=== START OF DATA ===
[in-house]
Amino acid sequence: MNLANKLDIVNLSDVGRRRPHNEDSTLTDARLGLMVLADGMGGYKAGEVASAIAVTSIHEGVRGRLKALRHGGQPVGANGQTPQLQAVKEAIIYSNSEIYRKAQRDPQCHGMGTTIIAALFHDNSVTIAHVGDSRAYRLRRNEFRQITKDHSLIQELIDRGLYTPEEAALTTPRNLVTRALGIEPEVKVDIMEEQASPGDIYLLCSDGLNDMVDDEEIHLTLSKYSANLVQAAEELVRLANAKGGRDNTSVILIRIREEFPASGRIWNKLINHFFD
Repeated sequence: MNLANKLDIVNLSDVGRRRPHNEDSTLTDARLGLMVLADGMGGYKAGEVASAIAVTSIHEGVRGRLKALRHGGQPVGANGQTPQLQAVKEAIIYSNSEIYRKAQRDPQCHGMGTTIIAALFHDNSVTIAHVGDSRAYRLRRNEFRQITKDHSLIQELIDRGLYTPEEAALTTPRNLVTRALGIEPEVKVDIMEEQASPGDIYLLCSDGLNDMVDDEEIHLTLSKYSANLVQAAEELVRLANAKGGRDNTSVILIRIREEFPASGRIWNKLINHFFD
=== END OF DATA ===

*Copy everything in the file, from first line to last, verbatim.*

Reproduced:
[in-house]
Amino acid sequence: MNLANKLDIVNLSDVGRRRPHNEDSTLTDARLGLMVLADGMGGYKAGEVASAIAVTSIHEGVRGRLKALRHGGQPVGANGQTPQLQAVKEAIIYSNSEIYRKAQRDPQCHGMGTTIIAALFHDNSVTIAHVGDSRAYRLRRNEFRQITKDHSLIQELIDRGLYTPEEAALTTPRNLVTRALGIEPEVKVDIMEEQASPGDIYLLCSDGLNDMVDDEEIHLTLSKYSANLVQAAEELVRLANAKGGRDNTSVILIRIREEFPASGRIWNKLINHFFD
Repeated sequence: MNLANKLDIVNLSDVGRRRPHNEDSTLTDARLGLMVLADGMGGYKAGEVASAIAVTSIHEGVRGRLKALRHGGQPVGANGQTPQLQAVKEAIIYSNSEIYRKAQRDPQCHGMGTTIIAALFHDNSVTIAHVGDSRAYRLRRNEFRQITKDHSLIQELIDRGLYTPEEAALTTPRNLVTRALGIEPEVKVDIMEEQASPGDIYLLCSDGLNDMVDDEEIHLTLSKYSANLVQAAEELVRLANAKGGRDNTSVILIRIREEFPASGRIWNKLINHFFD